Yesterday, the California Supreme Court granted review in Christoff v. Nestle USA Inc., the case involving a guy who noticed his face on a jar of Taster’s Choice 16 years after he had done a photo shoot for the company for a different product. Christoff was awarded over $15 million by a jury in 2005, based on his expert’s claim that the Taster’s face was responsible for roughly 5 percent of the profits from that product during the time his image was used. But that award was later reversed by the Court of Appeal.
Your reporter happened to be in the courtroom during that appellate argument, which he found to be a very amusing coincidence given his prior coverage of the story. (Why he is suddenly talking about himself in the third person, he does not know.)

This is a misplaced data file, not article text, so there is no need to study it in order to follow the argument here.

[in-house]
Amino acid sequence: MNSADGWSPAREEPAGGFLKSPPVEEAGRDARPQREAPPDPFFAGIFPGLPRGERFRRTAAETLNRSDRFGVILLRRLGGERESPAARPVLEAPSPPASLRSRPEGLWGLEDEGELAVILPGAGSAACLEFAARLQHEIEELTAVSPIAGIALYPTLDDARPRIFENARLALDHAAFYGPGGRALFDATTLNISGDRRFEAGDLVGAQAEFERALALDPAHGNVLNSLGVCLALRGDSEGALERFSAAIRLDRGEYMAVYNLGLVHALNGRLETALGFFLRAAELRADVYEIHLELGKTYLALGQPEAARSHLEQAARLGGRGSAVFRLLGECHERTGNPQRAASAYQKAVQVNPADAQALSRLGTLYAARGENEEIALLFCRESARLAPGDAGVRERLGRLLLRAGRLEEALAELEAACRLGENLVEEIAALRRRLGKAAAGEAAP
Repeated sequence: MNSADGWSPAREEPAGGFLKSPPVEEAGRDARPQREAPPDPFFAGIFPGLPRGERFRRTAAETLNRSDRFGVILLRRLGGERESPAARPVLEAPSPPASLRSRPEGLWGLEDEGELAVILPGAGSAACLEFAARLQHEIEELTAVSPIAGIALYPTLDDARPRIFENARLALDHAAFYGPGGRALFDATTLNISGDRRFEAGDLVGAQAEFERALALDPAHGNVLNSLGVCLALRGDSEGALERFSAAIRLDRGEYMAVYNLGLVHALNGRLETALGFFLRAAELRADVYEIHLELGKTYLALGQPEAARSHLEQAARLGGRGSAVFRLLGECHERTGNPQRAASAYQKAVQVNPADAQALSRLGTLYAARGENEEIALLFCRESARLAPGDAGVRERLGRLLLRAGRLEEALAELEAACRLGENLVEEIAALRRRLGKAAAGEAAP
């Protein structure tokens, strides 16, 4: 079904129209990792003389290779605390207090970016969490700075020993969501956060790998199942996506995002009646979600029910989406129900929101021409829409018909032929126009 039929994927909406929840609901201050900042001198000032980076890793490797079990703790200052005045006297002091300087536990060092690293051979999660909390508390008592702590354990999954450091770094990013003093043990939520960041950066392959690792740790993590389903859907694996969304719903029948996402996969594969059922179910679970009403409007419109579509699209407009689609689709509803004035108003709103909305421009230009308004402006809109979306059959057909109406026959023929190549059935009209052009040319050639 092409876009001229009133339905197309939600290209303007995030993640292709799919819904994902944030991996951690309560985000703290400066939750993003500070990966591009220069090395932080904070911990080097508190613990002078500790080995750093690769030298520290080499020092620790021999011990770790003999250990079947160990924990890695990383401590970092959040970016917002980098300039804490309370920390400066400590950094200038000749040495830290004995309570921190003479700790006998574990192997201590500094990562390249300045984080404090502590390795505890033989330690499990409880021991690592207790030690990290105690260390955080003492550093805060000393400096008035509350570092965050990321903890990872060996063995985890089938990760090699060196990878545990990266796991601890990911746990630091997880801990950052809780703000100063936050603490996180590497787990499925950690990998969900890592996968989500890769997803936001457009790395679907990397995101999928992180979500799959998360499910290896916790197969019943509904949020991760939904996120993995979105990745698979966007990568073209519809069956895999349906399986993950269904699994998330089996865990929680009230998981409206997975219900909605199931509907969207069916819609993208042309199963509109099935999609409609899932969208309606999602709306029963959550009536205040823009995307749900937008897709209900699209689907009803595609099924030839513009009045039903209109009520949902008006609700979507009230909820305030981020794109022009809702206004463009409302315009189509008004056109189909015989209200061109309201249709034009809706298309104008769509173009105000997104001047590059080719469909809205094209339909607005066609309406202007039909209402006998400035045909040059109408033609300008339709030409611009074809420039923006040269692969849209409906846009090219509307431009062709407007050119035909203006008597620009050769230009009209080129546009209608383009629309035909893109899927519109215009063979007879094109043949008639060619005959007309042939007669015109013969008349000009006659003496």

The high court will take up the issue of the “single-publication rule,” which provides that companies with widely circulated products that should be visible to most people can be sued only once even though there have been many “publications,” and requires most such lawsuits to be filed within two years of the first publication. The Court of Appeal held that Christoff’s case was barred by this rule.